5. There Is a Reversal in the Trend of Rising Teen Hypersexualization on Screen. USC’s Annenberg study showed that “in 2013, the percentages of teen females in sexy attire or with some exposed skin fell by around 17% after a high of over 50% in 2012. Although the sample size is small, these results indicate that not everything in Hollywood is immune to change.”
6. It Is Growing Easier to Stream Your Work Directly to Someone Else’s TV. Mozilla, Roku, Amazon, Google — they all came out with sticks, boxes, or dongles to help you do just that. Granted you need an app to live in their ecosystem, but it is still a step forward. And of course people have to set them up. I have all those devices and still watch predominately via DVD or streaming on my iPad. Eventually, I might find the need to improve my experiences…
7. We Are Recognizing that the Film Biz’s Relationship with the Internet Goes Beyond Net Neutrality. All of us, from distributors to filmmakers to fans to platform operators, have an interest in the regulations that affect delivery of information of the Internet—and we are starting to wake up to that. The future of democracy is truly at stake. It is not a simple issue, but it is not as complex as some would make it. Tim B. Lee spelled it out clearly in his article “Beyond Net Neutrality:” “When Zuckerberg created his kingdom, he didn’t have to pay companies extra fees to ensure that Facebook would work as well as the websites of established companies. When Steve Chen, Chad Hurley, and Jawed Karim invented YouTube in 2005, they didn’t have to negotiate special fast-lane contracts with ISPs around the world. If the only way to get excellent service on America’s largest broadband networks is to negotiate a private connection directly to those networks, smaller companies with less cash and fewer lawyers are going to be at a competitive disadvantage.” The recognition of this is a good thing. The fact that it exists is unfortunate.
8. The Discussion Around Unauthorized File Copying Smartens Up. There will always be piracy, but just because someone can get something for free does not mean they should, or will. Audiences are responsible for our culture’s health or future collapse. Filmmakers are speaking up about it. A lot of people–other than the artists who create the work—make money from piracy through advertising and other techniques, and this will destroy the hopes of having a diverse group of ambitious films. . . . Filmmakers can take steps to prevent or at least track where their work is copied illegally. It’s really important that solutions, like recommended best practices, are offered, and hysteria is kept to a minimum. I am also heartened that after years of everyone knowing where to get movies illegally, the simple solution of letting folks know where they can get them legally, has finally arrived (wheretowatch.com).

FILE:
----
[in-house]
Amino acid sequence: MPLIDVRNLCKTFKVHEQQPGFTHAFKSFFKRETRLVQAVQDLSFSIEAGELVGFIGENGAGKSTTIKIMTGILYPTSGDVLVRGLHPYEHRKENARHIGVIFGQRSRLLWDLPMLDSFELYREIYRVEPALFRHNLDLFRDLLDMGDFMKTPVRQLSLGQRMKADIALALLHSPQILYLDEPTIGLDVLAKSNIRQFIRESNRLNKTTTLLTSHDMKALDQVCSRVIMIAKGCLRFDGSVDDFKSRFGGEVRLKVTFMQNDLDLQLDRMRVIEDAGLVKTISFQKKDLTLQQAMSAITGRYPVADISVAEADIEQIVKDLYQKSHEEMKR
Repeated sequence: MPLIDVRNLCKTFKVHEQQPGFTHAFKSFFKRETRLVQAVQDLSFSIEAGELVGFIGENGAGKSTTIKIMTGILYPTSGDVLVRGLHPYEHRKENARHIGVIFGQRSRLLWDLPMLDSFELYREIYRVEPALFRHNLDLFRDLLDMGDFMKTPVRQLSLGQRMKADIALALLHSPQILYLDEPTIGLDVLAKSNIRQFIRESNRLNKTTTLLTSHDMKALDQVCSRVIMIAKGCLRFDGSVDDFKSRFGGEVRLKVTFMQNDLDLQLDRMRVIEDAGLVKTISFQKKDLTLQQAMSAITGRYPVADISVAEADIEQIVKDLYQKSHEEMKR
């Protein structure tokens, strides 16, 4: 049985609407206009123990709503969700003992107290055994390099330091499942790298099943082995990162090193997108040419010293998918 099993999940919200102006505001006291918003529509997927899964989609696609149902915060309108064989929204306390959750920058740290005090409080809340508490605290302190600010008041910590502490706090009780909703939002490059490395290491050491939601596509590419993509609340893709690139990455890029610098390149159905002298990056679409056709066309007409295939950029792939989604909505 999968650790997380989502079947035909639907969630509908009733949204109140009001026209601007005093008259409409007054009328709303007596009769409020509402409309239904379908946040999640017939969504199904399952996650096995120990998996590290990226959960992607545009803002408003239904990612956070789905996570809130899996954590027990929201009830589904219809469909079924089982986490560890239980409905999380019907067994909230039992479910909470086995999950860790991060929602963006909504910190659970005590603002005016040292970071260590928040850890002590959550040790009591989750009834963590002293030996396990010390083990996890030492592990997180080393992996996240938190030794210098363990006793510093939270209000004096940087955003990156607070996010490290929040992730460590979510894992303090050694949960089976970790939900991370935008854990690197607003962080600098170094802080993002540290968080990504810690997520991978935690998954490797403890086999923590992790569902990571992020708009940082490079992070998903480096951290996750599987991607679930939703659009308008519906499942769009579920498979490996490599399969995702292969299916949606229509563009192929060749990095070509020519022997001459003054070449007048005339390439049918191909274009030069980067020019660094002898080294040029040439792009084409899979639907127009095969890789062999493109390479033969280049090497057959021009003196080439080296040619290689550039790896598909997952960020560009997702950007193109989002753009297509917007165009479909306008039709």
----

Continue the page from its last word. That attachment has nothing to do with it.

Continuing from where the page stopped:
9. Windows Between U.S. Release and International Availability Are Collapsing. It always seemed foolish that U.S. Studios would complain about piracy but promote a policy that encouraged it (publicize the U.S. release widely but do not make it accessible to those that hear about it worldwide). Sure, some countries’ antiquated policies of banning Day and Date releases (France, anyone?) made collapsing them hard, but TWC and Netflix have teamed up to make Bill Murray’s St. Vincent turn available in France when it opened in the U.S. They are going to do it again on Eleanor Rigby. One can only expect more to follow. When we have 50,000 films generated globally per year, and no country able to handle more that one point five percent theatrically, this is a model many should ape.
10. The Studios Might Just Learn to Innovate. Warners and Turner have had their incubators for some time now, helping to give rise to platforms like Reelhouse. Now Disney is also in the soup. Incubators and accelerators might teach a few folks some new tricks, although it has also been said that such ploys are just attempts at employee retention as some of the big BizDev guns would flee the ship if they didn’t have sparkly new toys to play with.
For the whole list, good and bad, see HopeForFilm.